Lack of an association between serum level of transforming growth factor beta -1 and stomach cancer risk in the JACC study. / Yatsuya, Hiroshi; Tamakoshi, Akiko; Tamakoshi, Koji; Hoshiyama, Yoshiharu; Fujino, Yoshihisa; Tokui, Noritaka; Mizoue, Tetsuya; Kikuchi, Shogo; Sakata, Kiyomi; Hayakawa, Norihiko; Kondo, Takaaki; Toyoshima, Hideaki; Yoshimura, Takesumi.

In: Asian Pacific journal of cancer prevention : APJCP, Vol. 6, No. 2, 01.01.2005, p. 170-176.

Research output: Contribution to journalArticle

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T1 - Lack of an association between serum level of transforming growth factor beta -1 and stomach cancer risk in the JACC study.

AU - Yatsuya, Hiroshi

AU - Tamakoshi, Akiko

AU - Tamakoshi, Koji

AU - Hoshiyama, Yoshiharu

AU - Fujino, Yoshihisa

AU - Tokui, Noritaka

AU - Mizoue, Tetsuya

AU - Kikuchi, Shogo

AU - Sakata, Kiyomi

AU - Hayakawa, Norihiko

AU - Kondo, Takaaki

AU - Toyoshima, Hideaki

AU - Yoshimura, Takesumi

PY - 2005/1/1

Y1 - 2005/1/1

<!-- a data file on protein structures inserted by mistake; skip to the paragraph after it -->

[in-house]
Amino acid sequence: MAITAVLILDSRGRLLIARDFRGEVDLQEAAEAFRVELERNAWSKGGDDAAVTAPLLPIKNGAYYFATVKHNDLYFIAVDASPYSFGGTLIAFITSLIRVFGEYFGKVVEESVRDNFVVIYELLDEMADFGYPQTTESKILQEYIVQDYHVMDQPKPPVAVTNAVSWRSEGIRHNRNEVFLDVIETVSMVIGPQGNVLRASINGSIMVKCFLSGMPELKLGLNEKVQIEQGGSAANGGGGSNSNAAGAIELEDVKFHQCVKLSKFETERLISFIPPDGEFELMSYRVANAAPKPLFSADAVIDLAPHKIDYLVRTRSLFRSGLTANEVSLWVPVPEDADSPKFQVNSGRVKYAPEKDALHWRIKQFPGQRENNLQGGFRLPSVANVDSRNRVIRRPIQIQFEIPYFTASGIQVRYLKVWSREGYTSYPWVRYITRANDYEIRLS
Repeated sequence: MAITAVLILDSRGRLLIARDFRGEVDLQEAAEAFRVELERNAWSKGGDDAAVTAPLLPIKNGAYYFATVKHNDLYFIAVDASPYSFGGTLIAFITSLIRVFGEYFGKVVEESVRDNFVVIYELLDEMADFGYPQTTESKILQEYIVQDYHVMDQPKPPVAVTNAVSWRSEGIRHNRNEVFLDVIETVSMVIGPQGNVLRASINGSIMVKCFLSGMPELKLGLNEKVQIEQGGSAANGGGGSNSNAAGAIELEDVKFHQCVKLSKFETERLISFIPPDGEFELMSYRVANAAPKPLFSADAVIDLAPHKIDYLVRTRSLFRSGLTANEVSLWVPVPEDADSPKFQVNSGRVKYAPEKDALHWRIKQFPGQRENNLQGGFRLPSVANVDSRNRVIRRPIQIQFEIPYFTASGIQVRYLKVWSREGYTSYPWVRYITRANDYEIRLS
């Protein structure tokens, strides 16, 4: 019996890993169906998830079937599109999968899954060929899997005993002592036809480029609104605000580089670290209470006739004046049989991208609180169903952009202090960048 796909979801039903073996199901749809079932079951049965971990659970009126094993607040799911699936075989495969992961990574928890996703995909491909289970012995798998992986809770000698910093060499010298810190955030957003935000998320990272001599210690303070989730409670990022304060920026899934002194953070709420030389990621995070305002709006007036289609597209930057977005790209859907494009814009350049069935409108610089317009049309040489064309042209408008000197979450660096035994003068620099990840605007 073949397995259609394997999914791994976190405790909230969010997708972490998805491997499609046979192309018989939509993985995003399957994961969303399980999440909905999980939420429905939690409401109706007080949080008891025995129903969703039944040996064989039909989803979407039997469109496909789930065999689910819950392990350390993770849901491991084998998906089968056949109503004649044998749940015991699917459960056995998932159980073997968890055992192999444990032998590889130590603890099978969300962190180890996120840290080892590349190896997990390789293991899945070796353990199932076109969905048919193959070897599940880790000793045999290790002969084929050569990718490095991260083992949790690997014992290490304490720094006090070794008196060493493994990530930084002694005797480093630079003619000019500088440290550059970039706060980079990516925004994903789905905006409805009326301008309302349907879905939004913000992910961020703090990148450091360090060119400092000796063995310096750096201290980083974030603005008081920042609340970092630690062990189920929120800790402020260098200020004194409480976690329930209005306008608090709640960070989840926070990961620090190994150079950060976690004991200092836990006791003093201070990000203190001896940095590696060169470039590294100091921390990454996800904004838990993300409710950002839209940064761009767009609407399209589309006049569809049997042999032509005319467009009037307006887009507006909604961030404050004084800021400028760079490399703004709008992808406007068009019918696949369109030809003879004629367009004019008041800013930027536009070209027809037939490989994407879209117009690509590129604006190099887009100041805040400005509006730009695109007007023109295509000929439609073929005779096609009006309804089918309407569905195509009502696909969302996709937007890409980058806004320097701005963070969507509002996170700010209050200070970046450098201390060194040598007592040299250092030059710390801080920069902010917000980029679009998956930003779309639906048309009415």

N2 - Alterations in the serum concentration of transforming growth factor beta-1 (TGFbeta1) have been observed in gastric cancer patients. No study, however, has ever examined the association between the serum TGFbeta1 level and stomach cancer prospectively. We conducted a prospective, nested case-control analysis among apparently healthy men and women who were followed for up to 8 years in the JACC Study to assess whether serum level of total TGFbeta1 is associated with a subsequent risk of stomach cancer. The concentration of serum TGFbeta1 in previously collected blood samples was analyzed by ELISA for 209 individuals in whom a diagnosis of stomach cancer was documented, and for 409 controls matched with them for gender, age and study area. Baseline blood levels of TGFbeta1 were not related to the risk of stomach cancer in either men or women, a finding unchanged even after adjustment for potential confounders. The multivariate-adjusted odds ratio of stomach cancer in men and women was 1.10 (95% CI, 0.82 to 1.48) and 1.09 (95% CI, 0.80 to 1.48), respectively, for each increase of 1 SD in the TGFbeta1 value. In conclusion, serum TGFbeta1 levels were not associated with increased risks of subsequent stomach cancer.gene A52C polymorphism related to the metabolism of long-chain fatty acids and oxidized LDL in the etiology of colorectal cancer.